It appears that Martinelli’s allies within the Panamanian government notified him early on that corruption investigations would be launched against him. This would explain why the former political strongman was able to flee the country days before these investigations were officially launched. Since January 2015, Martinelli has lived in Florida. In 2016, the government of Panama issued an arrest warrant against Martinelli. It also notified the international police agency, Interpol. Last month, Interpol circulated a ‘red notice’, an official alert notifying its counterparts around the world of a wanted individual. On Tuesday, US Marshals arrested Martinelli at his home in the city of Coral Gables in Florida, in response to the red notice issued by Interpol.

Speaking to reporters in Miami on Tuesday, Martinelli’s legal team questioned the timing of the Panamanian government’s arrest warrant, claiming that it came soon after the former president announced he would be running again for office. But the office of Adam S. Fels, the assistant US attorney who ordered Martinelli’s arrest, said that the US intended to fulfill its treaty obligations with the government of Panama. Martinelli is currently in prison in Miami and is expected to remain there until his preliminary court date on June 20.

Author: Ian Allen | Date: 14 June 2017 | Permalink

Mystery compound in Nicaragua shows Russia’s resurgence in Americas, say experts

GLONASS ManaguaA Russian facility built on a hillside facing the United States embassy in the Nicaraguan capital Managua is seen by some experts as symptomatic of Russia’s renewed presence in the Americas. The official Russian explanation for the heavily protected facility, which is surrounded by high walls, is that it is meant to operate as a tracking station for GLONASS, Russia’s version of the global positioning system (GPS). The Russians do not use GPS, because it is owned by the US government and operated by the US Air Force. But some believe that only part of the compound is dedicated to GLONASS activities, and that a major portion is a Russian listening base that sweeps US communications from throughout the region.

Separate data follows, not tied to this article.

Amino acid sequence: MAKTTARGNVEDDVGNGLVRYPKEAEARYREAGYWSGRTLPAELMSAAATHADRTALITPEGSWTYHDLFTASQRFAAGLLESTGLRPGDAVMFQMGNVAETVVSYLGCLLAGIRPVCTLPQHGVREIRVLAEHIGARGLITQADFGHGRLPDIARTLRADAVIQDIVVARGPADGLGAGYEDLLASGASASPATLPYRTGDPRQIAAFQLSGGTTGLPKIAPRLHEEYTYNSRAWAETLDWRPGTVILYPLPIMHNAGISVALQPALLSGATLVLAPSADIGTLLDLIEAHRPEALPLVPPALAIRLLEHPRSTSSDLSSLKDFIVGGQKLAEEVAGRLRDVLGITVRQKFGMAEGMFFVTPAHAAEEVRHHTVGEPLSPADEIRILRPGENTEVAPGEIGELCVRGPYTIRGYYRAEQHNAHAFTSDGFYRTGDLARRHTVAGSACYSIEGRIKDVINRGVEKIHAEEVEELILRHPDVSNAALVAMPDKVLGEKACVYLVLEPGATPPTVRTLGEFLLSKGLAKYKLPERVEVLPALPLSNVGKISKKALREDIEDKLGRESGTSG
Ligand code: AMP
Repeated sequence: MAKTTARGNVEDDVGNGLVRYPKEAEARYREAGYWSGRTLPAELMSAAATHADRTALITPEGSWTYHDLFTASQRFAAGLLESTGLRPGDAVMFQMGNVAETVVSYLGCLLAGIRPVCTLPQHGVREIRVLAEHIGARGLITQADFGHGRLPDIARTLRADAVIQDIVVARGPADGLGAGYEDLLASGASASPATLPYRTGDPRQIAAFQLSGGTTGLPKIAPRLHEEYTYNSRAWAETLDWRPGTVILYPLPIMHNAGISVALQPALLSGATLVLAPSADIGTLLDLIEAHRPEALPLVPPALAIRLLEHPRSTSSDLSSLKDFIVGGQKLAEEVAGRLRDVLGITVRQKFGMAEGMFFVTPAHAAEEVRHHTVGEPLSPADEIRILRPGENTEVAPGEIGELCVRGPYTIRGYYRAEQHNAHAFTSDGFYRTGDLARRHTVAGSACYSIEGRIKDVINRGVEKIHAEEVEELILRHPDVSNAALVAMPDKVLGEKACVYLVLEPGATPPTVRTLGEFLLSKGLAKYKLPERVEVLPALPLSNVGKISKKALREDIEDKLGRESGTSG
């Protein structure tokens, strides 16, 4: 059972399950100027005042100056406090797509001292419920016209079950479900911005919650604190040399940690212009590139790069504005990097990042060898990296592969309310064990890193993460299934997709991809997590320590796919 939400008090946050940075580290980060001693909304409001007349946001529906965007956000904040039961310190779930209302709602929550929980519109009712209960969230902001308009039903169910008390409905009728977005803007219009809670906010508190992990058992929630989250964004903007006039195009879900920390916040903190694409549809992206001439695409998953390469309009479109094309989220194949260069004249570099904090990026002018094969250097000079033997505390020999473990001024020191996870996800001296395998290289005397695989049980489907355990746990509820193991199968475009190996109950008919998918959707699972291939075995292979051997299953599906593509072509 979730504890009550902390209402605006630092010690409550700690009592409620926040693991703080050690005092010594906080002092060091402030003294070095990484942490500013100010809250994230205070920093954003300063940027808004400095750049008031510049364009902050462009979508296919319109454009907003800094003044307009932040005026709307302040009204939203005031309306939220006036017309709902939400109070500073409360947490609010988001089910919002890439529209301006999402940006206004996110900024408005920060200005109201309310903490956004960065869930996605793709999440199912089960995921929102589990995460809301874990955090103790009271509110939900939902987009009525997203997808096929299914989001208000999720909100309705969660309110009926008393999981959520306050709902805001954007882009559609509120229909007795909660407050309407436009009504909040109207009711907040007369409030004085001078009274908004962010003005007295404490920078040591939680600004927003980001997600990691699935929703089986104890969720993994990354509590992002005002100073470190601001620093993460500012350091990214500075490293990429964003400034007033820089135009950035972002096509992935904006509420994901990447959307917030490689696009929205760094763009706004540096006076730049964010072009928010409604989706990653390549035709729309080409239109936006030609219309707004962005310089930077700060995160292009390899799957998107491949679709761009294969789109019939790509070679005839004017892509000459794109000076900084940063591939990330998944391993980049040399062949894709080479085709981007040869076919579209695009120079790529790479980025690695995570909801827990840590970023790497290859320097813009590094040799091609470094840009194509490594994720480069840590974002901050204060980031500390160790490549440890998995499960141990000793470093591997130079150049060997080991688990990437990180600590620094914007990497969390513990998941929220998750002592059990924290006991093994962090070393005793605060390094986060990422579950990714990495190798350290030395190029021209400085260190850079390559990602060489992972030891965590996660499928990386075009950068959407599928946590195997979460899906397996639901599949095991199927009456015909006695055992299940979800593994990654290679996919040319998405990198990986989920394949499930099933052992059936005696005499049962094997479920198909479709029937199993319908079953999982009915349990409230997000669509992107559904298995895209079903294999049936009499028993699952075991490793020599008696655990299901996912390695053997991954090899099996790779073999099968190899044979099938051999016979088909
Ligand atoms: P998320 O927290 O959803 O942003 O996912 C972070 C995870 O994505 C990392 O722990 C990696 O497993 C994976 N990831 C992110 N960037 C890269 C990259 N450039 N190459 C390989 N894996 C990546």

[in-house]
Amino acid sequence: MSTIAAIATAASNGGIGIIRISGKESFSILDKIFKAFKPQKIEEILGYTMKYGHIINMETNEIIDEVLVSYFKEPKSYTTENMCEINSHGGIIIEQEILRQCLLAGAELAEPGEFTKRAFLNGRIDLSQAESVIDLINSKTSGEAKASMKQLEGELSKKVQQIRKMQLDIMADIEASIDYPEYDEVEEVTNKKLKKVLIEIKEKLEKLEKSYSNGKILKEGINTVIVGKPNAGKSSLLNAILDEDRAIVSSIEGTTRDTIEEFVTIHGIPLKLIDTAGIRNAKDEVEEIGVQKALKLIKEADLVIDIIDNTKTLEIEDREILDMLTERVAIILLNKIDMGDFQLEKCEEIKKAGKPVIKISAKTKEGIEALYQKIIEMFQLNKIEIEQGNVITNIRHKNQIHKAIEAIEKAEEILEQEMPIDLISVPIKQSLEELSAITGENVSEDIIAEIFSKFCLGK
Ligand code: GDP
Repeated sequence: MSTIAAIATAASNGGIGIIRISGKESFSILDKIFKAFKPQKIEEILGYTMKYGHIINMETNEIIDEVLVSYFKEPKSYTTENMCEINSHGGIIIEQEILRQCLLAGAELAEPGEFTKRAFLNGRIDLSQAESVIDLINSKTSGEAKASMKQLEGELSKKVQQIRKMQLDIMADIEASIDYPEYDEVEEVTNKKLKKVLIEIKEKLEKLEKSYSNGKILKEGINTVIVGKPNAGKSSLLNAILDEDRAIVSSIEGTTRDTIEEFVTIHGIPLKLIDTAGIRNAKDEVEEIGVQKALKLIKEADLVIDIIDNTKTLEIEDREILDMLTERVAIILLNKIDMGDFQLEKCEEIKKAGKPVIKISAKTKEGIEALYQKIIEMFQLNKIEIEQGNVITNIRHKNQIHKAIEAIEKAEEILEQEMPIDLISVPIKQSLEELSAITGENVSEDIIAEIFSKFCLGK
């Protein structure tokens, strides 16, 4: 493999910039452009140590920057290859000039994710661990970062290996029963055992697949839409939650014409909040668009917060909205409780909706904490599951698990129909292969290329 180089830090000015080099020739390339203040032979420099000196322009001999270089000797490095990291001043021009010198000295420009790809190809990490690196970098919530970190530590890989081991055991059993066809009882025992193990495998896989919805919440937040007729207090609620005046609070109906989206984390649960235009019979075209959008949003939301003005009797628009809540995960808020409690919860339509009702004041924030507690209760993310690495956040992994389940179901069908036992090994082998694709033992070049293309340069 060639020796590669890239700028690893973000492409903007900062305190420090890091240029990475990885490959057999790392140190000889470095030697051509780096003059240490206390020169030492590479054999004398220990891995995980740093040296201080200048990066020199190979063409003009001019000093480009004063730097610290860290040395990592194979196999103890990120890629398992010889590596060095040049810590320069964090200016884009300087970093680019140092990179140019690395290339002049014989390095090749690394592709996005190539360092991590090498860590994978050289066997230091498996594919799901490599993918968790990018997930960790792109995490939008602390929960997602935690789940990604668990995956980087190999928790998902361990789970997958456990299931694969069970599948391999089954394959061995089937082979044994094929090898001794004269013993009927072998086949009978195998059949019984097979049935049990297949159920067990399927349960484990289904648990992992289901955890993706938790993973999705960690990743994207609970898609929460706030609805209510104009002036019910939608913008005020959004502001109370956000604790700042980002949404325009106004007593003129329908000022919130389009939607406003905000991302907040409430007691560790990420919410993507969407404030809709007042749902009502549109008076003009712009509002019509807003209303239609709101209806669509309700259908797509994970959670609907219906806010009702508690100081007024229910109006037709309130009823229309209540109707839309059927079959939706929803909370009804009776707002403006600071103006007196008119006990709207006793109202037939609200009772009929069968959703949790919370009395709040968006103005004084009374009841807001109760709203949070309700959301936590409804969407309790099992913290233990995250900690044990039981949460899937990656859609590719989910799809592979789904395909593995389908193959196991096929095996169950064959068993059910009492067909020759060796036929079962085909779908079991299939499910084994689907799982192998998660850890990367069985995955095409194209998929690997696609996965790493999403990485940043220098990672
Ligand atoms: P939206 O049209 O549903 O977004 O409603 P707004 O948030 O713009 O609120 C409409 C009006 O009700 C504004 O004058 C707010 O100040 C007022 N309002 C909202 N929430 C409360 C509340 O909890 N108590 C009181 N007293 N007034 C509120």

Nicaragua has a long Cold War legacy that culminated in the 1980s. In 1979, a leftist insurgency toppled the country’s longtime dictator, Anastazio Somoza. The rebels, who called themselves the Sandinista National Liberation Front (known widely as the Sandinistas), alarmed the government of US President Ronald Reagan. Consequently, the White House authorized a series of covert operations against Nicaragua’s leftist government. They centered on the Contras, an anti-communist counter-insurgency that was largely funded by Washington throughout the so-called Contra war that dominated the country’s politics in the 1980s. But the war also affected politics in the US, and almost toppled the Reagan administration when the Iran-Contra affair (illegal arms sales to Iran by the US government, which then used the proceeds to secretly fund the Contras) was revealed in the media.

In an article published last week, The Washington Post reported that, under the Presidency of Vladimir Putin, Russia has reemerged as a force in Latin American politics. Moscow now regularly supplies weapons to several countries in the hemisphere, including Ecuador, Peru, Argentina and Venezuela. It has also expanded its influence through the banking sector and via government loans in countries such as Brazil and Mexico. But Nicaragua, says The Post, has emerged as Russia’s closest ally in the region. For over a decade, the country’s political landscape has been dominated by the Sandinistas, who returned to power in 2006 and continue to govern the country today. The party was supported by the Soviet Union during the Cold War and thus retains strong historical links with Moscow. The Post reports that, according to some analysts, Russia seeks to cement its presence in America’s traditional backyard as a form of response to the eastward expansion of the US-led North Atlantic Treaty Organization.

Author: Joseph Fitsanakis | Date: 10 April 2017 | Permalink

Peru crisis deepens as prime minister is ousted over spy scandal

Ollanta Humala and Ana JaraBy JOSEPH FITSANAKIS | intelNews.org